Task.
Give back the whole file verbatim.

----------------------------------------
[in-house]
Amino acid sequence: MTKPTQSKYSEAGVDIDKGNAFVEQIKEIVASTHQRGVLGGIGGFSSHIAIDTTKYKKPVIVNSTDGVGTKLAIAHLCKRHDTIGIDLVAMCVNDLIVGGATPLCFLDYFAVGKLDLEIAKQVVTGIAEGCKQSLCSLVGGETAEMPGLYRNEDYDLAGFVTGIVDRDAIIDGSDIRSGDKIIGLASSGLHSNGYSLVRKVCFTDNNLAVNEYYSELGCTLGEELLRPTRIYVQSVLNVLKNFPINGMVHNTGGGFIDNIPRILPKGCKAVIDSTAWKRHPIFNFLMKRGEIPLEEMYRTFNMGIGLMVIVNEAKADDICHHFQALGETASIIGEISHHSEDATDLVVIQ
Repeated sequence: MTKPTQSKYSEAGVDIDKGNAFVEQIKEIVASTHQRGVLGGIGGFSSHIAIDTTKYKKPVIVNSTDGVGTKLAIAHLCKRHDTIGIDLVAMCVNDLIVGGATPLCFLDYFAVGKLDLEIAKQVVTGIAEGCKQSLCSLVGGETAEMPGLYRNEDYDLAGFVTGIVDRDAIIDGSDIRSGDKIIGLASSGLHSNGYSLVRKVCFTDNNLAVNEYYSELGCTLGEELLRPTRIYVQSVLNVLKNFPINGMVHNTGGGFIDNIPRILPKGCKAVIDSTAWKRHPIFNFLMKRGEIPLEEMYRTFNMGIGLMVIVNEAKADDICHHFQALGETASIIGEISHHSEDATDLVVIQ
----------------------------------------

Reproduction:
[in-house]
Amino acid sequence: MTKPTQSKYSEAGVDIDKGNAFVEQIKEIVASTHQRGVLGGIGGFSSHIAIDTTKYKKPVIVNSTDGVGTKLAIAHLCKRHDTIGIDLVAMCVNDLIVGGATPLCFLDYFAVGKLDLEIAKQVVTGIAEGCKQSLCSLVGGETAEMPGLYRNEDYDLAGFVTGIVDRDAIIDGSDIRSGDKIIGLASSGLHSNGYSLVRKVCFTDNNLAVNEYYSELGCTLGEELLRPTRIYVQSVLNVLKNFPINGMVHNTGGGFIDNIPRILPKGCKAVIDSTAWKRHPIFNFLMKRGEIPLEEMYRTFNMGIGLMVIVNEAKADDICHHFQALGETASIIGEISHHSEDATDLVVIQ
Repeated sequence: MTKPTQSKYSEAGVDIDKGNAFVEQIKEIVASTHQRGVLGGIGGFSSHIAIDTTKYKKPVIVNSTDGVGTKLAIAHLCKRHDTIGIDLVAMCVNDLIVGGATPLCFLDYFAVGKLDLEIAKQVVTGIAEGCKQSLCSLVGGETAEMPGLYRNEDYDLAGFVTGIVDRDAIIDGSDIRSGDKIIGLASSGLHSNGYSLVRKVCFTDNNLAVNEYYSELGCTLGEELLRPTRIYVQSVLNVLKNFPINGMVHNTGGGFIDNIPRILPKGCKAVIDSTAWKRHPIFNFLMKRGEIPLEEMYRTFNMGIGLMVIVNEAKADDICHHFQALGETASIIGEISHHSEDATDLVVIQ